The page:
Skipjack Tuna

  • From:
    U.S. North Atlantic
    Method:
    Wild, Greenstick

Skipjack tuna throughout the world’s oceans are healthy and abundant. Most skipjack worldwide are caught with purse seines, and a small amount is caught with handline, troll and pole-and-line. Fishing with purse seines using Fish Aggregating Devices (FADs), also called associated purse seine, results in bycatch of juvenile tuna, sharks, and other species that are attracted to the FADs. Unassociated purse seining, also called FAD-free or free school purse seine, results in lower levels of bycatch.

Skipjack caught with purse seines using FADs are rated “Avoid” because of concerns with bycatch of sharks, juvenile tuna, and other species, and a lack of effective management of the potential impacts of FADs. Bycatch is much lower in the FAD-free purse seine (also called unassociated, or free school) fishery, which is ranked as “Some Concerns” rather than a “Best Choice” because of bycatch of some species of concern such as manta rays and whale sharks. All skipjack caught with handline, troll and pole-and-line is either a “Best Choice” or ranked “Some Concerns”, depending on the status of tuna stocks caught with the skipjack, because the fishing method is benign and creates almost no bycatch. The Marine Stewardship Council certifies some skipjack tuna fisheries as sustainable.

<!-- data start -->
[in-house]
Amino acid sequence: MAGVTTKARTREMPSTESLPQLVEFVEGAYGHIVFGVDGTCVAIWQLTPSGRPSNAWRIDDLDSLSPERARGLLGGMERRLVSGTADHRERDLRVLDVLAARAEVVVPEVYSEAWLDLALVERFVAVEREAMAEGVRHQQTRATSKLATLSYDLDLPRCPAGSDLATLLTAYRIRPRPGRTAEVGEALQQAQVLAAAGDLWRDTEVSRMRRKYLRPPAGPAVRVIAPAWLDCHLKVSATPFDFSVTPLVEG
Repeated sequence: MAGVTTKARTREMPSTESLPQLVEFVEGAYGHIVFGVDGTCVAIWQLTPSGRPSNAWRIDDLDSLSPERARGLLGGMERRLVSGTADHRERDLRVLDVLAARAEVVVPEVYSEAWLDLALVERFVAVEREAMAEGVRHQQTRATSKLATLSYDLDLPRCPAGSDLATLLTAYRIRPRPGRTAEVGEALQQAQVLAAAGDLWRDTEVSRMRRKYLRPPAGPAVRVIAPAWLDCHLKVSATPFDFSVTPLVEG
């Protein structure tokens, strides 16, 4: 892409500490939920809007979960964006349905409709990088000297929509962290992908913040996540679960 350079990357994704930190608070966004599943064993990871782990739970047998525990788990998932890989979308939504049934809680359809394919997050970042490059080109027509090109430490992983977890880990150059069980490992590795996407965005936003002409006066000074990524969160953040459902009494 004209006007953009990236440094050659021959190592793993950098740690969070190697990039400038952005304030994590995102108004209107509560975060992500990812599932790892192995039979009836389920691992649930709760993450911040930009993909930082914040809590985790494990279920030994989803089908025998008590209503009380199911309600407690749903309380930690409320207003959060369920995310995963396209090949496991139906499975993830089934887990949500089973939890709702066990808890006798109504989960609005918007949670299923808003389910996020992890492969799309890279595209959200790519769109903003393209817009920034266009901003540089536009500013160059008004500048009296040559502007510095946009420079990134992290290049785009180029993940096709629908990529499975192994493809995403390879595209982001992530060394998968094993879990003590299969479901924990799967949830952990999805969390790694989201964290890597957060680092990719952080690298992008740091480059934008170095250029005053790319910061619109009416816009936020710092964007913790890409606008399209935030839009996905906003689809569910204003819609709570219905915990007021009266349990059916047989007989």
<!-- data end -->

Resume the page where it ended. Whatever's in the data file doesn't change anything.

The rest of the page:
Report

Report

  • Sushi Name(s)Katsuo,Bonito
  • Common Name(s)Aku, Aku jerky, Canned light tuna, Arctic bonito, mushmouth, ocean bonito, skipjack, skippy, striped bonito, striped tuna, victor fish, watermelon, tonno
  • Scientific Name(s)Katsuwonus pelamis